I'm going to be brief regarding this story about Rick Noriega, the netroots, and some comments about the netroots he made in a recent speech to the Texas Association of Broadcasters. Here's the contentious bit:
Noriega early last month went to Chicago to rub elbows with liberal bloggers at the Yearly Kos convention, and received the endorsement of Daily Kos founder Markos Moulitsas.
But then Noriega returned home and told the Texas Broadcasters Association that the blogs are as destructive a force in democracy as talk radio.
"We've seen talk radio become an organizing tool for the die-hard right, while liberals are credited with turning the blogosphere into a political weapon. Each of those media has a targeted demographic group and works them into an ideological lather," Noriega said.
"This, I believe, is damaging to the political culture in this country."
Noriega spokesman James Aldrete said Noriega was not criticizing all politically active blogs, just those that engage in the "politics of division." Aldrete said Noriega believes talk radio and some bloggers would rather keep the country divided than find solutions to problems.
That's more or less all there is to say about this. Full remarks are beneath the fold. Any questions, let me know.
UPDATE: Rick will be on Firedoglake tomorrow at 3 PM Central time to discuss this. Join in and ask him whatever you want.
REMARKS OF THE HONORABLE RICK NORIEGA Texas Association of Broadcasters/Society of Broadcast Engineers Convention Thursday, August 9, 2007, 8:00 a.m. Renaissance Austin Hotel, Austin, TexasPosted by Charles Kuffner on September 09, 2007 to Election 2008
Good morning. I want to thank you for inviting me here today. I am pleased to be here at the annual convention of the Texas Association of Broadcasters and the Society of Broadcast Engineers.
I am especially happy to participate in this Community Service Awards Breakfast sponsored by the Texas National Guard. As you know, I have been a member of the National Guard for over fifteen years. My service took on a new level of sacrifice when my unit was assigned to Afghanistan during 2004 and 2005. While I and thousands of my comrades spent that year in harm's way, our families and friends waited, hoped and prayed. It was local TV and radio stations that told our stories in compelling human terms.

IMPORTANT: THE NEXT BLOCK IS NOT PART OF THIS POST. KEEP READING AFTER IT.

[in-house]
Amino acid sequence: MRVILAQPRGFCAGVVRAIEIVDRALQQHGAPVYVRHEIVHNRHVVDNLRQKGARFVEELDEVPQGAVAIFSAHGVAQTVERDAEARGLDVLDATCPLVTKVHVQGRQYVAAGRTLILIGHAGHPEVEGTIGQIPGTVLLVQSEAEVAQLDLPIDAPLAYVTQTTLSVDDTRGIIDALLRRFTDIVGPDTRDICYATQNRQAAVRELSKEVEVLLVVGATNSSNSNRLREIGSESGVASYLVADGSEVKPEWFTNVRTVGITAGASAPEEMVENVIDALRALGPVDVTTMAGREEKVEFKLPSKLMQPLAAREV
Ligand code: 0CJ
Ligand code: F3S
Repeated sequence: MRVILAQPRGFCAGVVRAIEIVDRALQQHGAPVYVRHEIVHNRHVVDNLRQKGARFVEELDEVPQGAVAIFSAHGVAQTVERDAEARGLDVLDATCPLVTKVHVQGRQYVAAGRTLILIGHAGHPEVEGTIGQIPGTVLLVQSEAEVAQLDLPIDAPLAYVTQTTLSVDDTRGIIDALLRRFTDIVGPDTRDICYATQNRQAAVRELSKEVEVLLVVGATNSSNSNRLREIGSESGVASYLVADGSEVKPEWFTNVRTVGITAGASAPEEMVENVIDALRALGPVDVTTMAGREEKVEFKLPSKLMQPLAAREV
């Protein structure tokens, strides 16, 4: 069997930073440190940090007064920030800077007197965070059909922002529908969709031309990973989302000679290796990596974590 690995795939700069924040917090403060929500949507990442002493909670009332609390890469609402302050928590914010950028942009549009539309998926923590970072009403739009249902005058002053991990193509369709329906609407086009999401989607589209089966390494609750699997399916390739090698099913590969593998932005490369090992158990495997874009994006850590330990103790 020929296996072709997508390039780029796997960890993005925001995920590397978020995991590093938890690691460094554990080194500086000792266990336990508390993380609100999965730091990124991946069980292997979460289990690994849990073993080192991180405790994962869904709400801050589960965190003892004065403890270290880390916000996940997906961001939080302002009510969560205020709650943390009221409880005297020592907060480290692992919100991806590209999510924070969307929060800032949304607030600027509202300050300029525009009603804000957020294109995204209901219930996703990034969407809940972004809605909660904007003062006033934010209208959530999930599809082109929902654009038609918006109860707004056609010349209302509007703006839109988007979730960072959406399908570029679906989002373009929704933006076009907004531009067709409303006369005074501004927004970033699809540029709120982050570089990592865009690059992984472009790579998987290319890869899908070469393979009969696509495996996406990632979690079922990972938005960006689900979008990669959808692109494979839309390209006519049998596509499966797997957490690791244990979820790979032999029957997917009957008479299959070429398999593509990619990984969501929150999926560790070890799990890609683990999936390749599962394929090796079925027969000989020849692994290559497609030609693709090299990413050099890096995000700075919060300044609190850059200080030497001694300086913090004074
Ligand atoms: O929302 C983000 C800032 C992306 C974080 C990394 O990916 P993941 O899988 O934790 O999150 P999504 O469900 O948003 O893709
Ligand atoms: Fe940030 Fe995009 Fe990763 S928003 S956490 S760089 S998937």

As you know, the war in Afghanistan and in Iraq has placed an unprecedented strain on the Texas National Guard, and on National Guard units around the country. Many units came home briefly and then were sent back without adequate time for resupply and retraining. Meeting our manpower goals became more of a challenge. The Texas Association of Broadcasters partnered with the Texas National Guard by providing airtime and, in some cases, production assistance for our recruitment efforts through the Non-Commercial Sustaining Announcement, or NCSA, program. Thanks to the program, we have met our recruiting goals for the year in only nine months! This is a concrete example of the role and power of the news media in our lives.
Over the last twenty-five years, we have seen astonishing changes in how Americans get their news, from the rise of cable news networks to the arrival of talk radio to learning to breathe in the blogosphere. Although the role of broadcast news programs, both local and national, has changed, broadcasters like you are still the primary source of news for most Americans. As we enter an election year, your role in explaining the candidates, the issues and the stakes will be more important than ever. I want to share with you some thoughts about the role of the broadcast news media, especially at the local and state level, in our public life.